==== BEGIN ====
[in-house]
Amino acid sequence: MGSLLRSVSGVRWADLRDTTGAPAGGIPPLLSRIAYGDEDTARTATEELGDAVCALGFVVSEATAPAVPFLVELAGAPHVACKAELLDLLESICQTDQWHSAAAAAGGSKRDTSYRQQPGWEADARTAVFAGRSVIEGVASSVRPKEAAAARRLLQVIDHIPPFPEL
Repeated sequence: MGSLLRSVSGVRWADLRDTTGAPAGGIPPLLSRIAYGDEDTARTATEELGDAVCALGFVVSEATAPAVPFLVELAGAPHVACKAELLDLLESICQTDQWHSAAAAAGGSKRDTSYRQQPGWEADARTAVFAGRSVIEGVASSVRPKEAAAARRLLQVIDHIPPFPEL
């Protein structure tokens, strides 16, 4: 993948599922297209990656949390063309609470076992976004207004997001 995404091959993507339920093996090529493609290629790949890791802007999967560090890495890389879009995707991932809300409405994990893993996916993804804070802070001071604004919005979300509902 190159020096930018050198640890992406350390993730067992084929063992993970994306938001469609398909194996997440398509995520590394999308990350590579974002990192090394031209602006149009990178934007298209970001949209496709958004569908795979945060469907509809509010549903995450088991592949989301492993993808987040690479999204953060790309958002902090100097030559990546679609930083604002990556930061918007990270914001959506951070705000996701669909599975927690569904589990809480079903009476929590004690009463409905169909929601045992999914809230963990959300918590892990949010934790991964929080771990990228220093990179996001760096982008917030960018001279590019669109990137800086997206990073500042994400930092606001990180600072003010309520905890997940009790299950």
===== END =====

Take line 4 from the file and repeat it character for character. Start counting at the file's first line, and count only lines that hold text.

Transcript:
């Protein structure tokens, strides 16, 4: 993948599922297209990656949390063309609470076992976004207004997001 995404091959993507339920093996090529493609290629790949890791802007999967560090890495890389879009995707991932809300409405994990893993996916993804804070802070001071604004919005979300509902 190159020096930018050198640890992406350390993730067992084929063992993970994306938001469609398909194996997440398509995520590394999308990350590579974002990192090394031209602006149009990178934007298209970001949209496709958004569908795979945060469907509809509010549903995450088991592949989301492993993808987040690479999204953060790309958002902090100097030559990546679609930083604002990556930061918007990270914001959506951070705000996701669909599975927690569904589990809480079903009476929590004690009463409905169909929601045992999914809230963990959300918590892990949010934790991964929080771990990228220093990179996001760096982008917030960018001279590019669109990137800086997206990073500042994400930092606001990180600072003010309520905890997940009790299950």